My tutor told me to be a bit selective with choosing the exercises for this part of the course. So I have skipped a few that I can't do yet and focused on the one with the indoor lighting. I found this exercise particularly interesting because with diffusing and reflecting the light, one does not only see a difference in what is lit and not, but also how surface and colour differ within each setting. I'll put all the photos up in pairs and show my findings through the differences. First the differences with just one light and different shutter speeds:
First there's the obvious difference in the areas that are too dark or too bright. On both sides of the spectrum details disappear. In the darkest image the object seems almost flat, with the shadows being almost as dark as the background. With a stop lighter the surface of the object becomes most obvious from all pictures, because the lighter part shows enough shadows in the lighter area. At zero stop the shape and details of the object becomes visible reaching its best point 1 stop up before the lit side gets over lit.
Let's continue with looking at the differences in same stops but with diffused light:
The first thing to be noticed are the shadows. They are much softer and less defined than with undiffused lights. This is pretty logical since the light is broken and dispersed in all different kind of angles. This is also the reason why the background is more visible and the unlit side of the object is much more visible than without a diffuser. The darkest photo still shows the contours of the object and therefor more depth. On the whole I do think the photos are less dramatic than the ones without the diffuser. The surface of the object is less visible. For lighting there certainly is a much broader range between being over or under lit, so that is something to keep in mind when shooting people for example.
Here come the photos with reflected light going from 1 meter distance without diffuser till 1/4 meter with diffuser:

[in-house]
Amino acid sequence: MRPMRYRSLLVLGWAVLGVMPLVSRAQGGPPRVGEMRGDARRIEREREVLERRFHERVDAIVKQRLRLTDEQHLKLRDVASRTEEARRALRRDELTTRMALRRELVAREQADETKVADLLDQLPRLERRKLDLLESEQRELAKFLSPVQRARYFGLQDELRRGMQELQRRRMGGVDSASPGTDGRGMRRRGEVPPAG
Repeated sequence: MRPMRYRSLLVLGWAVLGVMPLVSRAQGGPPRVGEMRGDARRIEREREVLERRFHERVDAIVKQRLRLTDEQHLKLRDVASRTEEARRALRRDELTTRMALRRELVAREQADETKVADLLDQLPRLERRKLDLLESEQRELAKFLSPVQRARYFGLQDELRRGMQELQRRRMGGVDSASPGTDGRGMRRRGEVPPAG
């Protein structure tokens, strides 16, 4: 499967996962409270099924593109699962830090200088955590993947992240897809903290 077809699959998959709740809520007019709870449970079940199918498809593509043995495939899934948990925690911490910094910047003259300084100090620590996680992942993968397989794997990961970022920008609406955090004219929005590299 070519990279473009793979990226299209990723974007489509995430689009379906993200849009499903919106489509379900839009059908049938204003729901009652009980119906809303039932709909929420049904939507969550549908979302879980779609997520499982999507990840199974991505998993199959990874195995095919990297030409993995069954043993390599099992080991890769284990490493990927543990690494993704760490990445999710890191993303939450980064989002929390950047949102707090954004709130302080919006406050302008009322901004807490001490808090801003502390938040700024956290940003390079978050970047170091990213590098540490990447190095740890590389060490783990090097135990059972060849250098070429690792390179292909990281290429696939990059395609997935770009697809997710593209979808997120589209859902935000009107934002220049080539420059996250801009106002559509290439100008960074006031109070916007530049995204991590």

The rule of the inversed square really comes to show. The longer the distance of the light, the more the light needs to be divided and gets less bright. If the reflector is closer, the dark side of the object gets more lit, showing the details of the dark side. When the light is diffused, the effect is even stronger. The dark side is almost just as strong as the lit side and there are hardly any shadows. Which makes the details of the surface harder to see.
Then the last two, one with reflected with silver light and the other with gold zebra reflection.
The main difference is that the surface of the object is much more visible with the golden zebra reflector, the colour of the light certainly has an influence on how it is reflected on the object itself obviously. There are also some reflective parts visible that weren't visible in the other settings. The shades are harder, which show that the golden reflector sends directer light.
I'm thinking of what is my favorite settings. First of all it all depends on what it is that you want to show. If it's the surface than certainly direct light with a reflective reflector, like the golden one. If I want to portray the shapes a bit more probably diffused with a white reflector. What I have noticed is that a slight change in lighting can define the entire atmosphere of an image itself. It is something I want to work more with and know what happens when I do what!